Reference: 104

Individual View

Authors: Avner Offer

Aug 2012

Western governments typically pay out some 30 percent of GDP for social purposes.  This is financed by taxation on a pay-as-you-go (PAYGO) basis.  How efficient are these transfers, and can market or other mechanisms do it better?  The problem arises since no individual stands alone.  During the life cycle there are several periods of unavoidable dependency, in which there is no earning and little to bargain with: motherhood, infancy, childhood, education, illness, disability, unemployment, old age.  The problem is how to transfer resources from 'producers' to 'dependants' over the life cycle.  The market solution is for individuals to accumulate financial assets and to transfer them over the life cycle by means of long-term contracts with financial intermediaries.

Reference: 103

Individual View

Authors: Avner Offer

Aug 2012

Bad ethics can make for bad economic outcome.  Bad ethics are defined hedonically as the infliction of pain on others for private advantage.  The infliction of pain is often justified by 'Just World Theories', which state that everyone gets what they deserve.  Market liberalism (and its theoretical underpinning in neoclassical economics) is one theory of this kind.  As an example, the micro and macro underperformance of the American health system c. 1970-2010 is explained in terms of the shift in policy norms from the fiduciary norm "first do no harm" to the neo-liberal market norm of "let the buyer beware" (caveat emptor) since the 1970s.

Reference: 102

Individual View

Authors: Avner Offer

Aug 2012

Adam Smith rejected Mandeville's invisible-hand doctrine of 'private vices, public benefits'.  In The Theory of Moral Sentiments his model of the 'impartial spectator' is driven not by sympathy for other people, but by their approbation.  Approbation needs to be authenticated, and in Smith's model authentication relies on innate virtue, which is unrealistic.  An alternative model of 'regard' is applied, which makes use of signalling and is more pragmatic.  Modern versions of the invisible hand in rational choice theory and neo-liberalism are shown to be radical departures from the ethical legacy of Enlightenment and utilitarian economics, and are inconsistent with Adam Smith's own position.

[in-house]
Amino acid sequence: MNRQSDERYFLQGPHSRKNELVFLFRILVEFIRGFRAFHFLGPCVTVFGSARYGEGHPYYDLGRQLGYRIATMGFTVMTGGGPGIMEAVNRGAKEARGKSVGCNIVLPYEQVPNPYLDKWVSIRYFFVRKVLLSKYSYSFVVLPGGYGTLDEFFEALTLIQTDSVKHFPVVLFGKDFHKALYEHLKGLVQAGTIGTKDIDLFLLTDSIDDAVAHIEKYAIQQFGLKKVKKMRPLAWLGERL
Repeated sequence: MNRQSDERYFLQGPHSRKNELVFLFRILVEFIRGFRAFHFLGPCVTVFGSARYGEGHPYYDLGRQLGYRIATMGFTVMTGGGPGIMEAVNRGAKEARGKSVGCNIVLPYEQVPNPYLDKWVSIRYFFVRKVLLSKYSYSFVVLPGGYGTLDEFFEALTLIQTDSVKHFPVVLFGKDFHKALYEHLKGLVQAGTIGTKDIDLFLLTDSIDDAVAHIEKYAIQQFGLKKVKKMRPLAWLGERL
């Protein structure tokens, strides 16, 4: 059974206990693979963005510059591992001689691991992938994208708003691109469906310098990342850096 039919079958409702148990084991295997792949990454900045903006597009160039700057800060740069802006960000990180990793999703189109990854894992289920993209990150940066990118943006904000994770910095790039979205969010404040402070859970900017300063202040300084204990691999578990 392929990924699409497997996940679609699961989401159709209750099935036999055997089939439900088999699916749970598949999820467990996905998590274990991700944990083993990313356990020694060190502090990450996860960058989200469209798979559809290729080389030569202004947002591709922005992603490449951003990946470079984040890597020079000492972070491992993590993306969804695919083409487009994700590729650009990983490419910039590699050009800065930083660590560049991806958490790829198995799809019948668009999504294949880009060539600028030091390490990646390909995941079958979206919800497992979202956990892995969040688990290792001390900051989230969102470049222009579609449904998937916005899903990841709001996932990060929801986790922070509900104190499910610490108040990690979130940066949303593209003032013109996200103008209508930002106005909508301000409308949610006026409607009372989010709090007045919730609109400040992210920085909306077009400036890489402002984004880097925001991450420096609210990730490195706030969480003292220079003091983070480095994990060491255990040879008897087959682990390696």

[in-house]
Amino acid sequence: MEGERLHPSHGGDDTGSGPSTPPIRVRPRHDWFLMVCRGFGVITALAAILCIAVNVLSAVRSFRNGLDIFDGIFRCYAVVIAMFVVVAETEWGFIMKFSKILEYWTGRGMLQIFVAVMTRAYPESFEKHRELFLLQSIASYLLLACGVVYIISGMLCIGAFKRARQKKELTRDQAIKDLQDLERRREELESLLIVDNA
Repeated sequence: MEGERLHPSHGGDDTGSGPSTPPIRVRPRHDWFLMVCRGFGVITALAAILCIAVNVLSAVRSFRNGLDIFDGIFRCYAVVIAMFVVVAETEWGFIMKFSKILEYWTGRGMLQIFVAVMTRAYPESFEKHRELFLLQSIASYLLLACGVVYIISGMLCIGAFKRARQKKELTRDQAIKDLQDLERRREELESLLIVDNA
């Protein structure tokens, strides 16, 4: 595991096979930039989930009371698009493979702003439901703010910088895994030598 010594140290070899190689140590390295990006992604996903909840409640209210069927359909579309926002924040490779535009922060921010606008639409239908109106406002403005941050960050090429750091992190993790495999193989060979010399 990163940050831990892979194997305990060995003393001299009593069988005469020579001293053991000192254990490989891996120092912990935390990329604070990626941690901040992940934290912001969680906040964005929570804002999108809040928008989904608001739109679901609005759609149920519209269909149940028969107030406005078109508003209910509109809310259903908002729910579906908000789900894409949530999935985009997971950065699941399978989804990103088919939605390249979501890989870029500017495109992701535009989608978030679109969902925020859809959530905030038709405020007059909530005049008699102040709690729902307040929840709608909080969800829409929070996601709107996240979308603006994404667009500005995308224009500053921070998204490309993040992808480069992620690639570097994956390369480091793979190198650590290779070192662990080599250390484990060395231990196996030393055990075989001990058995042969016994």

Reference: 101

Individual View

May 2012

On the occasion of the hundredth issue of the Discussion Papers, this special number contains reflections on the past and future of economic and social history at Oxford and in general.  Five scholars, who have been associated with the subject at Oxford, contribute with personal reflections on this topic.  Two introductory studies survey the record of the Discussion Papers and the history of the discipline at Oxford, focussing on the organisation of the teaching at the undergraduate and graduate levels and on the research lineages initiated by the faculty in post since the war.

Reference: 100

Individual View

Authors: Eric B. Schneider

May 2012

This paper uses demographic data drawn from Wrigley et al.s (1997) family reconstitutions of 26 English parishes to adjust Allen’s (2001) real wages to the changing demography of early moden England.  Using parity progression ratios (a fertility measure) and age specific mortality for children and parents, model families are predicted in two reference periods 1650-1700 and 1750-1800.  These models yield two levels of interesting results.  At the individual family level, we can measure how different families’ real wages changed over the family life cycle as additional children were born.  At the aggregate level, we can predict thousands of families using Monte Carlo simulation, creating a realistic distribution of median family real wages in the economy.  There are two main findings.  First, pregnancy and lactation do not create cyclical effects in the family’s income.  Instead, most families’ welfare ratios decline steadily across the family life cycle until children begin to leave the household, increasing the welfare ratios.  Second, Allen’s real wages understate or match the median of the predicted demography-adjusted distributions.

Reference: 099

Individual View

Authors: Harold Carter

May 2012

Housing was the major domestic priority of all postwar UK governments.  By 1970 the physical conditions of British housing had been transformed; by the 1990s seventy per cent of households in England owned their own homes.  Yet in 2012 there were still parts of many cities that deserved labeling as slums.  Why had massive public expenditure not managed to achieve the goal of successive governments?  Vested interests, created by each wave of intervention, limited subsequent policy choices.  From about 1950 to about 1995, governments expanded owner occupation via a wide range of subsidies, but increasingly restricted the supply of land by restrictive planning laws.  There was a massive (and unremarked) tenurial revolution, as privately rented houses were sold off to owner occupiers.  At the same time, slum clearance created large single-tenure areas.  This changed the nature of the demand for council housing (once occupied by the upper skilled working-class).  In some parts of the country, gentrification removed a once-affordable source of owner-occupied housing.  But rent control meant there were few homes for would-be renters.  Access to good quality social housing thus became a very high-stakes game, for those on modest incomes - and a major source of ethnic tension in some inner cities.

Reference: 098

Individual View